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Implementation Process

During the period of preparing the toll ring and the investment package, shifting political preferences influenced the plans. Especially, the environmental upswing in the late 80's/early 90's was reflected in a demand management element in the fee structure, as well as in the allocation of part of the revenue to public transport, safety and environmental upgrading. Thus, the debate over the Trondheim toll ring has reflected a variety of arguments over the years. The following pro and con arguments were frequently used in the written public debate (newspaper articles and letters from the readers, information material from the public planning authorities, from 1986 - 1995):

  • The ring pays for an improved network of main roads.
  • Funds are built for investment in traffic safety, public transport, and environmental improvement.
  • The toll ring regulates the traffic.
  • The toll ring is a technically advanced and efficient charging measure.
  • As a payment device, the ring strikes unjustly and arbitrarily.
  • Motorists pay enough already; public roads are the responsibility of the State.
  • The toll ring is not well designed. Various arguments criticising, e.g., too high, low, or biased regulation effects, and the possibilities for avoiding payment by crossing residential areas.
  • The road projects are not needed; the money should be used for other purposes.

The Political Decision-Making Process

The story of Trondheim's toll ring is a story of twisting and turning political preferences and compromises, and corresponding adjustments of the scheme design. Thus, a major planning challenge has been to secure sufficient agreement on the toll ring through more than a decade of numerous minor decisions. All the City Council debates concerning scheme design and adjustments, revenue disposal and road projects, provided opportunities for the opponents to contest the toll ring principle and the Trondheim Package. The planners' abilities to gain continuing support rest on an understanding of the political climate, close co-operation with leading politicians, and responsiveness to public involvement claims. (The planning and decision-making story, starting in 1985, is outlined in T. Langmyhr and T. Sager: Implementing the improbable urban road pricing scheme, Journal of Advanced Transportation 31:139-158.)

Three main "areas of preference" can be distilled from the public and political debate in Trondheim. Since 1985, no single "interest coalition" has been in the position to take a City Council majority for granted. Thus, some sort of compromise had to be aimed for in planning and decision-making concerning the toll ring. The preferences concern both the charging scheme design and the revenue disposal.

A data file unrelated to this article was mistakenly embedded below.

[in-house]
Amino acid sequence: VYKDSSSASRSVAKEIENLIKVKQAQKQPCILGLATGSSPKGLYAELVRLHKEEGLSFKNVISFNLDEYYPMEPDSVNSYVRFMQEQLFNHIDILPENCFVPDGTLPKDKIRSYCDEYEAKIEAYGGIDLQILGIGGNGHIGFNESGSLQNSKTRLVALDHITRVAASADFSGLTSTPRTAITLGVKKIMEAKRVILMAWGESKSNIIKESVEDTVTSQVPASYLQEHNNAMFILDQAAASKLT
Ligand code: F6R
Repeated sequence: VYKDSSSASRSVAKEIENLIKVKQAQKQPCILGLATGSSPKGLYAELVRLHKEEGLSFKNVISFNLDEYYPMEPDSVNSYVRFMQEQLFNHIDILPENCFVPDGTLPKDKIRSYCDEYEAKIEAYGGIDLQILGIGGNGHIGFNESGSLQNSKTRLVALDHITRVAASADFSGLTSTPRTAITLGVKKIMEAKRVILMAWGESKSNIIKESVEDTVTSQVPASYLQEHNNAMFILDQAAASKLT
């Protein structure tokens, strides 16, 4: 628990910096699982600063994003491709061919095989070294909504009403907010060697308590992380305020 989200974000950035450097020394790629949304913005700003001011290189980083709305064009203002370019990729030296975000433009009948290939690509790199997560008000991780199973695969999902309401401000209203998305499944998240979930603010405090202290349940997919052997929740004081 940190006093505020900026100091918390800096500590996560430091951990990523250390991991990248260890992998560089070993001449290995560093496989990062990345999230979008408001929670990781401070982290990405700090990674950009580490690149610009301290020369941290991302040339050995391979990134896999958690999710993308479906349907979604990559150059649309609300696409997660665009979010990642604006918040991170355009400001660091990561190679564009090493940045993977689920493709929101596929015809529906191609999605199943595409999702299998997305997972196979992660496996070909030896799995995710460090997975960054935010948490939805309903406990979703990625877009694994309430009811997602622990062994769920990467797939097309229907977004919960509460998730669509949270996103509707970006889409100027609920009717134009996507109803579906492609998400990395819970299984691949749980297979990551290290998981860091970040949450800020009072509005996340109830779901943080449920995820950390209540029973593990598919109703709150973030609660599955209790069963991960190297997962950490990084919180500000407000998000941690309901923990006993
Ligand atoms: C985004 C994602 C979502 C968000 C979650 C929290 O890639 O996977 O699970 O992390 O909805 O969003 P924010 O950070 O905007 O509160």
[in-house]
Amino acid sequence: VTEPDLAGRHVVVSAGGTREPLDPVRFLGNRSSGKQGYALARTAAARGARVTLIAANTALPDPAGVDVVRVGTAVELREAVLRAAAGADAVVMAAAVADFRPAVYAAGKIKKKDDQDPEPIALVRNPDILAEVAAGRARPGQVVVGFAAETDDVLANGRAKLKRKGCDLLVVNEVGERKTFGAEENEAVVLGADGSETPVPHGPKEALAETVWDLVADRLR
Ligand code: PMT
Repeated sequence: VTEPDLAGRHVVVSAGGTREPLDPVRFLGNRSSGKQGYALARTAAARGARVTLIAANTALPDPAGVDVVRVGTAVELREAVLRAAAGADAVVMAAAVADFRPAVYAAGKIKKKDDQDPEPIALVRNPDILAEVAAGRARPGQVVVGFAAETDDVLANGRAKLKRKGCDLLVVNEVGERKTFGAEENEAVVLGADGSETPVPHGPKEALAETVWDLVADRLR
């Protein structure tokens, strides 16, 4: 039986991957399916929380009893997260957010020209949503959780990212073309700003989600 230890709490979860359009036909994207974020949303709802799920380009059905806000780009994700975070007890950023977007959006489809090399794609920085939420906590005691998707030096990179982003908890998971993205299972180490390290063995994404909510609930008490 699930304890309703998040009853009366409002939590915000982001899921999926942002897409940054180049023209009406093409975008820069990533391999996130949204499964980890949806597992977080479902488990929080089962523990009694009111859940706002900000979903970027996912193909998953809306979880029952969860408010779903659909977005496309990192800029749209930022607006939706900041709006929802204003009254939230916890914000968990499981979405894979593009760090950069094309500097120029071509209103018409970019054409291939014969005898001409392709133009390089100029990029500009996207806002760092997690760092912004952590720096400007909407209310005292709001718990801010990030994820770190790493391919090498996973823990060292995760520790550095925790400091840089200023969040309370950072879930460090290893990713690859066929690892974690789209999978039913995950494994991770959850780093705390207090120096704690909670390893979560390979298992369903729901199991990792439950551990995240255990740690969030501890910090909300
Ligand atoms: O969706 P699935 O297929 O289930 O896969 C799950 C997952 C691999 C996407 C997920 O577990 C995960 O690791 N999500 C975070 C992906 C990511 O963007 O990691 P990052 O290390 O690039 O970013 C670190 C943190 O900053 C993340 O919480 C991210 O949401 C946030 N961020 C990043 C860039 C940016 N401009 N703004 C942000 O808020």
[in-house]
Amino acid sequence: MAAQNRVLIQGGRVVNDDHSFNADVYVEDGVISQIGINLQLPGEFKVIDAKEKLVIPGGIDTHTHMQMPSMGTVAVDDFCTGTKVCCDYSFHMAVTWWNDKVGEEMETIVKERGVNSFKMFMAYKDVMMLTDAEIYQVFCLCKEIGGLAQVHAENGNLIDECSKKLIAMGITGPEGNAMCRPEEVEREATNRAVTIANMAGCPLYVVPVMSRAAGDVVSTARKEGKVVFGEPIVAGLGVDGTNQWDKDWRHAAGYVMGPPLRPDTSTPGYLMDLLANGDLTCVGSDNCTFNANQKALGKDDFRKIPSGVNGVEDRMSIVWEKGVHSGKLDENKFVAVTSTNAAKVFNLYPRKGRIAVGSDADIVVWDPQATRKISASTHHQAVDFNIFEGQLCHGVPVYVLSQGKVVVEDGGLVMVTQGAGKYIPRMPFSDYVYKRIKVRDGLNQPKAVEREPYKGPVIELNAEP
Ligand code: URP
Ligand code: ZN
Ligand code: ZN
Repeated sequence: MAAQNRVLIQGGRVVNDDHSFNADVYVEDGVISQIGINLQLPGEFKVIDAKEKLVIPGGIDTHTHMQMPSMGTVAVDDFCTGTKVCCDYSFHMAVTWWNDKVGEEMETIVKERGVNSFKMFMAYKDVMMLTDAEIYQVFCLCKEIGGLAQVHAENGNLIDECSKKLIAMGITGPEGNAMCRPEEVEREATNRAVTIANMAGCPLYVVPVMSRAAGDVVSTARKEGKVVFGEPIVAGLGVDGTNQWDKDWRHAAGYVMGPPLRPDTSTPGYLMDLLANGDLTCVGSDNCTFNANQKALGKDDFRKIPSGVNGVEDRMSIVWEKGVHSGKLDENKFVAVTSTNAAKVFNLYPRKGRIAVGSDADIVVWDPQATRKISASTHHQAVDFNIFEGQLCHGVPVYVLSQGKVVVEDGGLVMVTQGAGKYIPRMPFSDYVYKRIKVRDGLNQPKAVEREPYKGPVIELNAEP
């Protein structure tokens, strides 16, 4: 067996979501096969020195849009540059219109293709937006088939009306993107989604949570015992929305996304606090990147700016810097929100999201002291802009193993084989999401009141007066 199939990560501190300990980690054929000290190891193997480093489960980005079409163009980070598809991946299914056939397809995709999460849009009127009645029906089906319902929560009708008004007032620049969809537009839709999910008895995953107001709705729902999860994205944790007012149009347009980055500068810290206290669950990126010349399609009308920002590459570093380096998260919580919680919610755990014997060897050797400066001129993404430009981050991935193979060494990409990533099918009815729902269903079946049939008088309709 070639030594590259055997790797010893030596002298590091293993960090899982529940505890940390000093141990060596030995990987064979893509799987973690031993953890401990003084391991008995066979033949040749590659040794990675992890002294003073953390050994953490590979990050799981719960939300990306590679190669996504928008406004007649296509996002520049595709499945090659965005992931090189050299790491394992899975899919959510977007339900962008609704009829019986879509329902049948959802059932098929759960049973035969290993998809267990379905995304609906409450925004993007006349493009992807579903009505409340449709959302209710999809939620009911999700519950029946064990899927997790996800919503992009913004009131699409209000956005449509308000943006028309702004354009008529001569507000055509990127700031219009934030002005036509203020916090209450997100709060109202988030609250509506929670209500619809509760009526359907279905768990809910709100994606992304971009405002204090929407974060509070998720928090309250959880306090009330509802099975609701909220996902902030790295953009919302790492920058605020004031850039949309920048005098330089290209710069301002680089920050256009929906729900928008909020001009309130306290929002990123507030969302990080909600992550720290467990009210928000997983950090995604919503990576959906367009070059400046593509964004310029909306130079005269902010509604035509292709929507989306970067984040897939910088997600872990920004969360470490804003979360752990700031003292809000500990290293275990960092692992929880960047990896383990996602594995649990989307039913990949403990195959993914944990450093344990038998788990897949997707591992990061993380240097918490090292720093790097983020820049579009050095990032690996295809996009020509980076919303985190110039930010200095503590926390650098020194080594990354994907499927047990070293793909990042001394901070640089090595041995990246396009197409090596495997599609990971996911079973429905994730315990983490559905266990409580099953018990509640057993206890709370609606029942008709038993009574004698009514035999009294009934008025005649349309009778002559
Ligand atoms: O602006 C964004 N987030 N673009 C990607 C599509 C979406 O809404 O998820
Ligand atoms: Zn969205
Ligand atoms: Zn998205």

"The mobility interests" prefer to solve mobility problems by expanding road capacity. If road user charges are considered inevitable, the favourite solution is toll roads implying a close link between the charging and the benefit for road users. The demand management effects of charging are largely considered adverse by-products. Revenues should preferably be earmarked for road construction only. In Trondheim the mobility interests included the Conservative Party, the Norwegian Automobile Federation and major commercial actors. It is easier to gain support from these actors when the arrangement is limited in time, and when the local fund raising generates transfers from the State.

"The regulation interests" prefer a transportation system favouring "green" modes. Road building is tolerated as a necessary evil only where substantial environmental and safety improvements to dwelling areas or the city centre are expected. Charges on the use of private cars are considered a feasible means to reduce traffic, and to provide revenue for public transport and environmental improvements. A toll ring is an acceptable pricing system as long as the revenue spending is not too pro-car. In Trondheim, this preference cluster included environmental interest groups and left wing City Council parties. During the environmental turn phase, a major part of the Labour Party sympathised with the regulation interests.

"The carrot and stick interests" house preferences revealing a belief in a transportation system which is both efficient and environmentally friendly. Promoting public transport by improving its quality is preferred to severe restrictions on car use. The demand management effects of the toll ring are nevertheless rated as positive. The revenue spending called for is a "balanced" solution, allocating resources to road construction as well as public transport and environmental improvements. In Trondheim, a couple of parties in the political centre, as well as a varying proportion of the Labour Party have revealed "carrot and stick interests".

Read more about IMPLEMENTATION on these case studies: London | Rome | Stockholm | Oslo | Bristol | The Hague | Durham | Edinburgh | Bologna | Milan | Bergen | Cambridge | Dutch National Case | Manchester | Nord-Jaeren | Trondheim | (List All)